University Service Units (USUs)

The University Service Units (USUs), sometimes known as the university armed service units in recognition of their connection with the armed forces, comprise the University Royal Naval Units (URNUs), the University Officer Training Corps (UOTC) and the University Air Squadrons (UAS), which have, respectively, the Royal Navy, the British Army and the Royal Air Force as their parent services. USUs are funded through the defence budget, and affiliated to either a single university or a regional consortium of universities.

The USUs are open to British and Commonwealth students at UK universities. The USUs are selective, and participants are paid for their participation. USUs provide students with a taste of military life and training over their three years of participation.  Significantly USU students are not obliged to proceed to a military career following graduation, and this research has focused on the value of the USU experience to graduates who do NOT go on to serve in the Armed Forces, and to the UK military establishment in light of the fact that ‘enlistment’ is not the sole, or even main, value of USUs.

Why are the USUs of interest?

Anecdotal evidence and our pilot research suggested that the USUs have value to a number of different constituencies.  However, there was little consensus as to what, exactly, this value is, what it means to the different constituencies and how it is manifest. This question has continued to be particularly pertinent, given that USUs cannot be simply evaluated as recruitment tools for officers within the British Armed Forces. The research has addressed the question of USU value for the constituencies identified below, but not as a cost-benefit analysis in terms of recruitment and retention of officers.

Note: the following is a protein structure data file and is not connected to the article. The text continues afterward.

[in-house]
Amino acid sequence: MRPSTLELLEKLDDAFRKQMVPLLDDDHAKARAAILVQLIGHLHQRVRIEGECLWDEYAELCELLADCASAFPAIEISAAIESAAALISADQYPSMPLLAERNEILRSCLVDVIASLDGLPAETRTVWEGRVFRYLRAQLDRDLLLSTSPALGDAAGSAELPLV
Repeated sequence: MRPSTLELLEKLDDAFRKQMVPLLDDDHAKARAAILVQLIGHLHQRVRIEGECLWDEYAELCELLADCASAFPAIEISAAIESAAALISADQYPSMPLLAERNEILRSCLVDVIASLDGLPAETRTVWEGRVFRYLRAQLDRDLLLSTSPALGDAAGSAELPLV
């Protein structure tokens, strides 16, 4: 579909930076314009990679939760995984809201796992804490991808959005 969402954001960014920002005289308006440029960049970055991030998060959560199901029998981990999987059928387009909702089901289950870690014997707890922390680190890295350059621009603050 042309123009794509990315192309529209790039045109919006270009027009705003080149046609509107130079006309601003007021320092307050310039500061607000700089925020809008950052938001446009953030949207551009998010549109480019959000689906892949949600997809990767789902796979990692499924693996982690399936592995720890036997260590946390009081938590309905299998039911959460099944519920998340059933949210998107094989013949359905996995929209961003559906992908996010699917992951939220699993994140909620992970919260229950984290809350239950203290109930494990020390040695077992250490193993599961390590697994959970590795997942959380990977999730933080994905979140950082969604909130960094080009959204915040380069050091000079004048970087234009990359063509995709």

The constituencies for whom USUs have value

There are five constituencies this research shall address:

1. Student participants in USUs who may (or may not) see value in their USU experience, through development of their transferable skills and the enhancement of their CV and their employment prospects that participation might bring. This was examined through a survey in spring 2013 of current USU participants.

2. Graduates of USUs who may (or may not) see value in their past USU experience, in terms of the personal attributes and transferable graduate-level skills which their USU participation may have inculcated. This was examined using semi-structured interviews with 54 graduates of OTCs, UASs and URNUs.

3. The three Armed Forces and the Ministry of Defence which may (or may not) see value in funding the USUs, for recruitment purposes and for the opportunities the USUs present for informing a wider public of the roles and ethos of the British Armed Forces. This was explored through semi-structured interviews with a sampling of commanding officers from the OTC, UAS and URNU.

4. Universities which may (or may not) see value in hosting USUs, both for the opportunities units provide to students in developing graduate employability, and for the profile and marketing benefit which hosting a USU might bring. This was assessed by interviewing representatives from a small number of different types of higher education institution. 

5. Employers of USU graduates who may (or may not) see value in the USU experience, in terms of the skills and attributes developed in employees and brought to the labour market by job applicants. Data on this was generated primarily through the use of student, graduate, commanding officer and university reflections on their perceptions of the utility of the USU experience in the graduate labour market.